Heated debate raged late Wednesday as the Democratic Party of Japan discussed whether Japan should join the Trans-Pacific Partnership free-trade accord talks, with Prime Minister Yoshihiko Noda trying to hammer out a decision before the Asia-Pacific Economic Cooperation forum summit this weekend.
After weeks of intense internal debate, tempers flared at the DPJ’s final meeting that started earlier in the evening, as anti-TPP lawmakers made a last-ditch effort to stop Japan from joining the free-trade pact.
Former farm minister Masahiko Yamada, who heads a group of lawmakers against the TPP, said he wouldn’t give up the fight and submitted a petition to the government with the signatures of 200 DPJ anti-TPP lawmakers.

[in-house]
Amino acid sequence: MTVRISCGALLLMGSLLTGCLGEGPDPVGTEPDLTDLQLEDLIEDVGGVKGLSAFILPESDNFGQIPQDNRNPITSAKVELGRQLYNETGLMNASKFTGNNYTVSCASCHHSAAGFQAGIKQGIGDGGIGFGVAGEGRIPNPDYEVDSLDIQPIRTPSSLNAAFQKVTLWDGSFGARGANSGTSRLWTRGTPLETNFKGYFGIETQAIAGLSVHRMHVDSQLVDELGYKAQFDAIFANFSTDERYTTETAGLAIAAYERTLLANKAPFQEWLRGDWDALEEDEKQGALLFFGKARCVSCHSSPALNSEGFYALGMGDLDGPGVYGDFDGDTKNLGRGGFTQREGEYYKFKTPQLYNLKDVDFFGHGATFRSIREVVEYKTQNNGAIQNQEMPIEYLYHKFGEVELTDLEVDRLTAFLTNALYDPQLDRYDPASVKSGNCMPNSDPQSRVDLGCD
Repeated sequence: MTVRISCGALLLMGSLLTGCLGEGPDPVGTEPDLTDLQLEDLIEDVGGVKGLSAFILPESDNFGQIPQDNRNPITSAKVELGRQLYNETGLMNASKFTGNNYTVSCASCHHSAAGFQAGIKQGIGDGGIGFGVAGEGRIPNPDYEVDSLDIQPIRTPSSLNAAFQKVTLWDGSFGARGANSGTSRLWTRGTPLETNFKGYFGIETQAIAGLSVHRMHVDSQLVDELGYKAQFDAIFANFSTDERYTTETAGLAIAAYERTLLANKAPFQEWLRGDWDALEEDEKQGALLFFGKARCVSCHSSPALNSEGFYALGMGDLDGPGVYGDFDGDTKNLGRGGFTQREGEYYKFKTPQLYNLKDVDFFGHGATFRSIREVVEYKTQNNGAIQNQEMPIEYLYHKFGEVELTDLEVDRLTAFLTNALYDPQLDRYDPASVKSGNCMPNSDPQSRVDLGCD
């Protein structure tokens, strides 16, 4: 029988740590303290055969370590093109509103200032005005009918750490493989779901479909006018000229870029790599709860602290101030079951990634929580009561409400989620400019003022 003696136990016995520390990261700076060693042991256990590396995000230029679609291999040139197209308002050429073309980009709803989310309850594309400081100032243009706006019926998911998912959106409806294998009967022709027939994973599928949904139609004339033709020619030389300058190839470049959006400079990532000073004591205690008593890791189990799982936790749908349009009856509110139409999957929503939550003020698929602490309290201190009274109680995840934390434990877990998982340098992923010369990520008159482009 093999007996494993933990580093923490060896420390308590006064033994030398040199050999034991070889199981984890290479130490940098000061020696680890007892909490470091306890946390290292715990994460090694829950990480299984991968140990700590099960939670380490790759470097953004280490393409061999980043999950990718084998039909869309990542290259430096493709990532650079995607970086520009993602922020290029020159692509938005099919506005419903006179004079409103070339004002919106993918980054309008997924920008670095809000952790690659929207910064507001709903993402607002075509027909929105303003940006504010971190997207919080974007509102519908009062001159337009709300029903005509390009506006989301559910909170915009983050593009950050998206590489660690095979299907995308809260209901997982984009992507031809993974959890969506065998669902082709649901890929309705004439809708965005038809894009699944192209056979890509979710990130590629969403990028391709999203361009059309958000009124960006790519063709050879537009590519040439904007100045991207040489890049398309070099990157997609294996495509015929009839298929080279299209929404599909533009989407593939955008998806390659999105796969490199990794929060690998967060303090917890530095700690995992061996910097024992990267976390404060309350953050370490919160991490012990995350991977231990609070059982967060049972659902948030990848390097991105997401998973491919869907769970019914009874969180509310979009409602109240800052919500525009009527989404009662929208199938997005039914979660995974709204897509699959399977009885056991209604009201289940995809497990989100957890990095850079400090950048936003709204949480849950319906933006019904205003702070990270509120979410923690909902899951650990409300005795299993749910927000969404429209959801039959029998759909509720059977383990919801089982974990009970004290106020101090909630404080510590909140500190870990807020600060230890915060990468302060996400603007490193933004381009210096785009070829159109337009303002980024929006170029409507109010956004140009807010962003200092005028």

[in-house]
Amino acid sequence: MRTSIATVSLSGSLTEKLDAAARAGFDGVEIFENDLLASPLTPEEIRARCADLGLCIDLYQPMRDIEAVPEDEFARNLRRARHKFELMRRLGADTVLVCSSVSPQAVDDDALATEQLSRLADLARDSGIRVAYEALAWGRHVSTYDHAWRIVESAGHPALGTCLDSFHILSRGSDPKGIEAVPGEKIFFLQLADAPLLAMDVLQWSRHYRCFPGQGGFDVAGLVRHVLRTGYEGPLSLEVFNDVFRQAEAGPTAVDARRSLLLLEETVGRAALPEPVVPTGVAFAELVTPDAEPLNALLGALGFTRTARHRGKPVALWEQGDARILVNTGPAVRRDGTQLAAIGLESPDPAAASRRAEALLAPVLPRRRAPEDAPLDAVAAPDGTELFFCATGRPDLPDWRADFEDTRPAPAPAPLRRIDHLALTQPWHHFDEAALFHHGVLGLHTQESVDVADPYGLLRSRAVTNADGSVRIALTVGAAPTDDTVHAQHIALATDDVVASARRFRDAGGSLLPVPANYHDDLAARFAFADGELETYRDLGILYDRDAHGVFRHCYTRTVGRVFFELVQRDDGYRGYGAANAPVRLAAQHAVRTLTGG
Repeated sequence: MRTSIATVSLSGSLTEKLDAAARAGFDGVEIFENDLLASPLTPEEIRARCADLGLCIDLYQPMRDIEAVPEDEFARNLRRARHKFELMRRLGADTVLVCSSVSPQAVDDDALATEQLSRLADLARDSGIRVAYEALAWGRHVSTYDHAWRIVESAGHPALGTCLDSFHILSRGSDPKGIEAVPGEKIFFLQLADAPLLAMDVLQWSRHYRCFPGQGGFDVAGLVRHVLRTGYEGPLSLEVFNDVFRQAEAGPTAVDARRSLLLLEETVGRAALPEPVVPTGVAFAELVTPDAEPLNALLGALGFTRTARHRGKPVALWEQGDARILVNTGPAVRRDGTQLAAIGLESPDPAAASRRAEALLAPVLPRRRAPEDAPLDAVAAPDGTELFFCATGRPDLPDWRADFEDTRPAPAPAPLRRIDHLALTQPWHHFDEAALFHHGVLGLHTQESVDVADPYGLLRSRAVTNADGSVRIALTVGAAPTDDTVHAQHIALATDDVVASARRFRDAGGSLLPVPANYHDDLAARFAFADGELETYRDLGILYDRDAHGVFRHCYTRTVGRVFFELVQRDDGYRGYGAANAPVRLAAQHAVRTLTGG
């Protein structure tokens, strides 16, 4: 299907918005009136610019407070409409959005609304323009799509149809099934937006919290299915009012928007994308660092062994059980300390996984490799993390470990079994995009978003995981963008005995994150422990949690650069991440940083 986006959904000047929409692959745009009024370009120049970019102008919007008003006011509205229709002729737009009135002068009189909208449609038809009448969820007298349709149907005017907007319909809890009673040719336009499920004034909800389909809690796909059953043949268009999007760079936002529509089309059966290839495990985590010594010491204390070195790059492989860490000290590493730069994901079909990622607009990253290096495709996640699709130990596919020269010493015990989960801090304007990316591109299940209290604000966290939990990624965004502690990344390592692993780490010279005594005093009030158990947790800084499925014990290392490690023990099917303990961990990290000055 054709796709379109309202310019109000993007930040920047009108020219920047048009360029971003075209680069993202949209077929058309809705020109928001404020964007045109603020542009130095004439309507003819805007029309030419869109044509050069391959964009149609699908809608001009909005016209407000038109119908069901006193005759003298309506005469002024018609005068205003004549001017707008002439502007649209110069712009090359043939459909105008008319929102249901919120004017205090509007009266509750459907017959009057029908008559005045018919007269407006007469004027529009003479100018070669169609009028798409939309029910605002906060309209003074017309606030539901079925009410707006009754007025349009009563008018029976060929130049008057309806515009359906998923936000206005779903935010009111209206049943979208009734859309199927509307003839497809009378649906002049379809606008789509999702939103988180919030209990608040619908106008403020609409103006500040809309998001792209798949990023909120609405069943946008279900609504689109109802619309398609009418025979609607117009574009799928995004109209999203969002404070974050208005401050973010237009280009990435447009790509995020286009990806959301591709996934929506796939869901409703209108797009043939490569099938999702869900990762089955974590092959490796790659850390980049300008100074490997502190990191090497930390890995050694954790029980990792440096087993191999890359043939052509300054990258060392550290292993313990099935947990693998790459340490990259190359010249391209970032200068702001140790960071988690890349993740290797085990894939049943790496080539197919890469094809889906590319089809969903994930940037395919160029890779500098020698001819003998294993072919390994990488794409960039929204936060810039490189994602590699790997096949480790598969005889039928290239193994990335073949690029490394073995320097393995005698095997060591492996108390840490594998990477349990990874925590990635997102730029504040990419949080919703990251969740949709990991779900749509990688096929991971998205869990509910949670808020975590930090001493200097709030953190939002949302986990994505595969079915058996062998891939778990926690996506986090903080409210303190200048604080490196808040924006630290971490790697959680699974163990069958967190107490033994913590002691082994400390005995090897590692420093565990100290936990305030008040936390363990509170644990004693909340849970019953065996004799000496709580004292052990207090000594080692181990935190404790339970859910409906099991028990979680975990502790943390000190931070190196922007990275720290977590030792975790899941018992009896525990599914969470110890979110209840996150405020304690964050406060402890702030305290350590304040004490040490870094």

“We must stop (Japan from joining the TPP talks) at any cost,” he said during a meeting with like-minded lawmakers.
Noda is expected to announce Thursday that Japan will participate in the talks, joining nine countries including the U.S. and Australia.
“I am aware there are various opinions, but once the discussions have matured, I think it is necessary to come to a conclusion,” Noda told a session of the Lower House Budget Committee.
The free-trade pact has triggered harsh criticism from not only the opposition parties but also from DPJ lawmakers, as it aims to eliminate all tariffs among member states within 10 years.